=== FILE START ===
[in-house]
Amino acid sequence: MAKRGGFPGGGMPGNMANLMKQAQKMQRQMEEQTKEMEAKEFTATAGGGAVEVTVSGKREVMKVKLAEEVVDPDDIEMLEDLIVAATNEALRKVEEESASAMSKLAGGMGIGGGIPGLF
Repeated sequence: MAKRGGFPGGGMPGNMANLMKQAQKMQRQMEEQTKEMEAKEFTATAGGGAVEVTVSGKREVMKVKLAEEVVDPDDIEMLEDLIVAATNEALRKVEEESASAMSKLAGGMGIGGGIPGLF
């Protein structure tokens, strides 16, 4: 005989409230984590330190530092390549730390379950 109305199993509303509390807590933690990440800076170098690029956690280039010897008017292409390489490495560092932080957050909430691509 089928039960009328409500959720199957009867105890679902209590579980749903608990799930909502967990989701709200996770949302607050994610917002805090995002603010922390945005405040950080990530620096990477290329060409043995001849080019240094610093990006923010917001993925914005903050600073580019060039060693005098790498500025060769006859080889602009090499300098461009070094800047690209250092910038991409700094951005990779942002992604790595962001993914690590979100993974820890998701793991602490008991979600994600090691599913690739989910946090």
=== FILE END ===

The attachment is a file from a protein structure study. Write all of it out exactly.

[in-house]
Amino acid sequence: MAKRGGFPGGGMPGNMANLMKQAQKMQRQMEEQTKEMEAKEFTATAGGGAVEVTVSGKREVMKVKLAEEVVDPDDIEMLEDLIVAATNEALRKVEEESASAMSKLAGGMGIGGGIPGLF
Repeated sequence: MAKRGGFPGGGMPGNMANLMKQAQKMQRQMEEQTKEMEAKEFTATAGGGAVEVTVSGKREVMKVKLAEEVVDPDDIEMLEDLIVAATNEALRKVEEESASAMSKLAGGMGIGGGIPGLF
């Protein structure tokens, strides 16, 4: 005989409230984590330190530092390549730390379950 109305199993509303509390807590933690990440800076170098690029956690280039010897008017292409390489490495560092932080957050909430691509 089928039960009328409500959720199957009867105890679902209590579980749903608990799930909502967990989701709200996770949302607050994610917002805090995002603010922390945005405040950080990530620096990477290329060409043995001849080019240094610093990006923010917001993925914005903050600073580019060039060693005098790498500025060769006859080889602009090499300098461009070094800047690209250092910038991409700094951005990779942002992604790595962001993914690590979100993974820890998701793991602490008991979600994600090691599913690739989910946090």